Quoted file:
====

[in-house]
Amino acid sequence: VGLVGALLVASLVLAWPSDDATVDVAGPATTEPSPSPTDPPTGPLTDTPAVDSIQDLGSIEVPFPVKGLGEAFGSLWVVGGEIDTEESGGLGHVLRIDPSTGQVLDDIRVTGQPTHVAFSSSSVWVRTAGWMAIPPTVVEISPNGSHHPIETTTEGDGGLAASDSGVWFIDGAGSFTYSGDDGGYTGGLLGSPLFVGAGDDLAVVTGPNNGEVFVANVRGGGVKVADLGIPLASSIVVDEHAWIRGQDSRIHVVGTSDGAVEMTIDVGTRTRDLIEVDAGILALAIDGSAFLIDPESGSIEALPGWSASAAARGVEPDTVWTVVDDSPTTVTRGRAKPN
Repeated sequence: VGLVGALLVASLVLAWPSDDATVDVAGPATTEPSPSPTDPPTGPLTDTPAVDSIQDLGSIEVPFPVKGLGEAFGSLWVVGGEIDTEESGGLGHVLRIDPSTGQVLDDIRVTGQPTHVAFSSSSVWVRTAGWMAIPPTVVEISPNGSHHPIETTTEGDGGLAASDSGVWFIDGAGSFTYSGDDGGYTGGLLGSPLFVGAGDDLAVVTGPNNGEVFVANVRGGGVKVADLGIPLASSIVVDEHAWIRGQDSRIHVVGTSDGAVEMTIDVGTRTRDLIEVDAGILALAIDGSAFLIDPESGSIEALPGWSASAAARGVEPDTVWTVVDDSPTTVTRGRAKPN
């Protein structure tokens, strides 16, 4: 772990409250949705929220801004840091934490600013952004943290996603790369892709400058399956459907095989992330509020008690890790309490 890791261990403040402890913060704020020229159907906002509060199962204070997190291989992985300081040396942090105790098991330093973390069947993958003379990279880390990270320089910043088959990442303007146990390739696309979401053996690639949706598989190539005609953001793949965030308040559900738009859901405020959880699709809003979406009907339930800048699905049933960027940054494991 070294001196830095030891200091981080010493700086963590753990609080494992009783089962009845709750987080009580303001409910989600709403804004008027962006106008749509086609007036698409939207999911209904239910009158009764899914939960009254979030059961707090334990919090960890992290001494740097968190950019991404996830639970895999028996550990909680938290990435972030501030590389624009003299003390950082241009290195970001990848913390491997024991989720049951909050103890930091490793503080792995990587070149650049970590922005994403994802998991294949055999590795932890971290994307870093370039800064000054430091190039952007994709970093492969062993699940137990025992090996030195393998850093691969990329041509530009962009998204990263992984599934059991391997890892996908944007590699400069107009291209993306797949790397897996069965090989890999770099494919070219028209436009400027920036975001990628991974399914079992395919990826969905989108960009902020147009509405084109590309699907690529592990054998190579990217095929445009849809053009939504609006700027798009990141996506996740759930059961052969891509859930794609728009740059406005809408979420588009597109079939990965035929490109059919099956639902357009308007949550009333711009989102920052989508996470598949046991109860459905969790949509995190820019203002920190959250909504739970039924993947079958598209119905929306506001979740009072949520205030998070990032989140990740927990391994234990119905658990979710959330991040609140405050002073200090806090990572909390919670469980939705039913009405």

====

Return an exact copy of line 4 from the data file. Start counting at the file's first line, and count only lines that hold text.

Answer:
């Protein structure tokens, strides 16, 4: 772990409250949705929220801004840091934490600013952004943290996603790369892709400058399956459907095989992330509020008690890790309490 890791261990403040402890913060704020020229159907906002509060199962204070997190291989992985300081040396942090105790098991330093973390069947993958003379990279880390990270320089910043088959990442303007146990390739696309979401053996690639949706598989190539005609953001793949965030308040559900738009859901405020959880699709809003979406009907339930800048699905049933960027940054494991 070294001196830095030891200091981080010493700086963590753990609080494992009783089962009845709750987080009580303001409910989600709403804004008027962006106008749509086609007036698409939207999911209904239910009158009764899914939960009254979030059961707090334990919090960890992290001494740097968190950019991404996830639970895999028996550990909680938290990435972030501030590389624009003299003390950082241009290195970001990848913390491997024991989720049951909050103890930091490793503080792995990587070149650049970590922005994403994802998991294949055999590795932890971290994307870093370039800064000054430091190039952007994709970093492969062993699940137990025992090996030195393998850093691969990329041509530009962009998204990263992984599934059991391997890892996908944007590699400069107009291209993306797949790397897996069965090989890999770099494919070219028209436009400027920036975001990628991974399914079992395919990826969905989108960009902020147009509405084109590309699907690529592990054998190579990217095929445009849809053009939504609006700027798009990141996506996740759930059961052969891509859930794609728009740059406005809408979420588009597109079939990965035929490109059919099956639902357009308007949550009333711009989102920052989508996470598949046991109860459905969790949509995190820019203002920190959250909504739970039924993947079958598209119905929306506001979740009072949520205030998070990032989140990740927990391994234990119905658990979710959330991040609140405050002073200090806090990572909390919670469980939705039913009405």